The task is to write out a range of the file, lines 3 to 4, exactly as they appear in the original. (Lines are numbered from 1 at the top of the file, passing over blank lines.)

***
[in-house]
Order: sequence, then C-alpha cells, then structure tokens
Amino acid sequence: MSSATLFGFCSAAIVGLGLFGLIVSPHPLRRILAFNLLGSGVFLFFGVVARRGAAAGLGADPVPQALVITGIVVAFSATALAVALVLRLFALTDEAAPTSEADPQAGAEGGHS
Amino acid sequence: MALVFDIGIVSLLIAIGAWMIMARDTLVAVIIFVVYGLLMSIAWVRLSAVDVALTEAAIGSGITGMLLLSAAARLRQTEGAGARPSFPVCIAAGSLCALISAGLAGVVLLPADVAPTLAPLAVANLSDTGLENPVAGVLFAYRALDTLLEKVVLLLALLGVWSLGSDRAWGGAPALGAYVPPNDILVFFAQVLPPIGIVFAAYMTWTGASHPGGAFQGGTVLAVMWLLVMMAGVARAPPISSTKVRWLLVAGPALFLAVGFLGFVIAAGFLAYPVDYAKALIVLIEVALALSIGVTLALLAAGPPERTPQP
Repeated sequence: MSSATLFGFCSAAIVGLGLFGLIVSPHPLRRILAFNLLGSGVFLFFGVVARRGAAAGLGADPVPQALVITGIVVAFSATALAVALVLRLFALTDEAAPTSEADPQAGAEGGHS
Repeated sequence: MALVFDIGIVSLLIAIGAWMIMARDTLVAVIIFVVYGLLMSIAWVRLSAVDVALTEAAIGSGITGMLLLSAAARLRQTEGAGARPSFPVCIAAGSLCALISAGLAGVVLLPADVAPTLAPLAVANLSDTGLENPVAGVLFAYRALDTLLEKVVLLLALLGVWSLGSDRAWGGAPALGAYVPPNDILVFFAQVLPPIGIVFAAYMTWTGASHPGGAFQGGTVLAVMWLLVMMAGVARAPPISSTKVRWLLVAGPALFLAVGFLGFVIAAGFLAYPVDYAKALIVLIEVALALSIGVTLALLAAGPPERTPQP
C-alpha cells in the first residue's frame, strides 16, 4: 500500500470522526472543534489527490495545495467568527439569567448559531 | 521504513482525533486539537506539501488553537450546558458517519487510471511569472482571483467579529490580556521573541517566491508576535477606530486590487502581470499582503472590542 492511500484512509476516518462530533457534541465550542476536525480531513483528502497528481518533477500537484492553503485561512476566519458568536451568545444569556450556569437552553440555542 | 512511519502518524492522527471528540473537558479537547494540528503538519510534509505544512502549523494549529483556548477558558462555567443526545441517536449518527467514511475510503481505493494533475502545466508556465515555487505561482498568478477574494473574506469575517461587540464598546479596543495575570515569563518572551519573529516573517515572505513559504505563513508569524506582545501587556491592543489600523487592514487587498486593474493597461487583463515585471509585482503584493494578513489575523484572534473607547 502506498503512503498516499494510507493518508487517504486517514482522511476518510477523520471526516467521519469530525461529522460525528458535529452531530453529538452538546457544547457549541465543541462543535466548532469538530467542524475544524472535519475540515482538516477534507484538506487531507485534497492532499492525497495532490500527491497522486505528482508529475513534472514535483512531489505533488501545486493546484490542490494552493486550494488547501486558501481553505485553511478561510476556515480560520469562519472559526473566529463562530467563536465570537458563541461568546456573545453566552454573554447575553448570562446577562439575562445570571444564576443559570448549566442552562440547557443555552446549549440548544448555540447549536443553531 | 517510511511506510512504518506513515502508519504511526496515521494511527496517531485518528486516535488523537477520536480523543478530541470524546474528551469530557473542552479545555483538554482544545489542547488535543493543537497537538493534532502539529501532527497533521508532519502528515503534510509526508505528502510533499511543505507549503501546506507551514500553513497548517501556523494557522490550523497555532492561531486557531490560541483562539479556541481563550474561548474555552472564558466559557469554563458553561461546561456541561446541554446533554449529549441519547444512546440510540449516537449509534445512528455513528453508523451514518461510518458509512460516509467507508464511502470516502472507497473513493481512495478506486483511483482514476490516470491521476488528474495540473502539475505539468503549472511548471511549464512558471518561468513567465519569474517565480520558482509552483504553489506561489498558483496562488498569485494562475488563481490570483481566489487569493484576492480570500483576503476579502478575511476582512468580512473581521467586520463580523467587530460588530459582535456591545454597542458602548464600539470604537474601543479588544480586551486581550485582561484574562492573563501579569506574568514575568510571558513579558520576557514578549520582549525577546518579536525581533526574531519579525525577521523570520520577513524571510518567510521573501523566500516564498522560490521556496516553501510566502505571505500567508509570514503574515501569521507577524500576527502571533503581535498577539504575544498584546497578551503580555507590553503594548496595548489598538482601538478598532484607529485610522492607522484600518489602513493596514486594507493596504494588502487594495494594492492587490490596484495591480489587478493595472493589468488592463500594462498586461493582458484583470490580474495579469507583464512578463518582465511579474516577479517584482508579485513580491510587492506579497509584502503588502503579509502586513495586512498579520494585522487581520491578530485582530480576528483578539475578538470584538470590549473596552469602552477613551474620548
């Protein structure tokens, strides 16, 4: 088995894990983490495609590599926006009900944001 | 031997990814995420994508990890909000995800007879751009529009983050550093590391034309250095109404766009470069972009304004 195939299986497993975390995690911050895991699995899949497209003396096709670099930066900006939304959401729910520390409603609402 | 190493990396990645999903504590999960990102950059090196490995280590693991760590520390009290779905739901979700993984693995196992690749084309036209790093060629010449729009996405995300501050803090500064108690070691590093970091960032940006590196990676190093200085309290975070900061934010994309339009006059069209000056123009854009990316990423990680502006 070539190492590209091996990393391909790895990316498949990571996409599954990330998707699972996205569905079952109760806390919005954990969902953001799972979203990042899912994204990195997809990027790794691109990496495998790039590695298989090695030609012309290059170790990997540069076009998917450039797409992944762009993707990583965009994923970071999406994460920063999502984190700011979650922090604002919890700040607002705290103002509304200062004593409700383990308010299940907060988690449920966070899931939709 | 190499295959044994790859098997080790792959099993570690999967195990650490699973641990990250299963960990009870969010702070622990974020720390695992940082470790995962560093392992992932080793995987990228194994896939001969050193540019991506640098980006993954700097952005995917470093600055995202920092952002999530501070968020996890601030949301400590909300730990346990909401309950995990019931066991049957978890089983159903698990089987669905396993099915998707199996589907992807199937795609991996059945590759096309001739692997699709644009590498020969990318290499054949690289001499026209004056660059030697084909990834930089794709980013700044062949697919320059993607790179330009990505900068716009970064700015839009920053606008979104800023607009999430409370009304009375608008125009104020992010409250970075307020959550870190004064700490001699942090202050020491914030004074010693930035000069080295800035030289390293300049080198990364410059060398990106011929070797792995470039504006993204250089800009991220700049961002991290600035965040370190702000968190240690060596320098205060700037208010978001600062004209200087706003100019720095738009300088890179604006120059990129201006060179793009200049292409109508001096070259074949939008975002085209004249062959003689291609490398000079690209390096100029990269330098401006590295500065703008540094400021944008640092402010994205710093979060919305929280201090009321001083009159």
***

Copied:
Amino acid sequence: MSSATLFGFCSAAIVGLGLFGLIVSPHPLRRILAFNLLGSGVFLFFGVVARRGAAAGLGADPVPQALVITGIVVAFSATALAVALVLRLFALTDEAAPTSEADPQAGAEGGHS
Amino acid sequence: MALVFDIGIVSLLIAIGAWMIMARDTLVAVIIFVVYGLLMSIAWVRLSAVDVALTEAAIGSGITGMLLLSAAARLRQTEGAGARPSFPVCIAAGSLCALISAGLAGVVLLPADVAPTLAPLAVANLSDTGLENPVAGVLFAYRALDTLLEKVVLLLALLGVWSLGSDRAWGGAPALGAYVPPNDILVFFAQVLPPIGIVFAAYMTWTGASHPGGAFQGGTVLAVMWLLVMMAGVARAPPISSTKVRWLLVAGPALFLAVGFLGFVIAAGFLAYPVDYAKALIVLIEVALALSIGVTLALLAAGPPERTPQP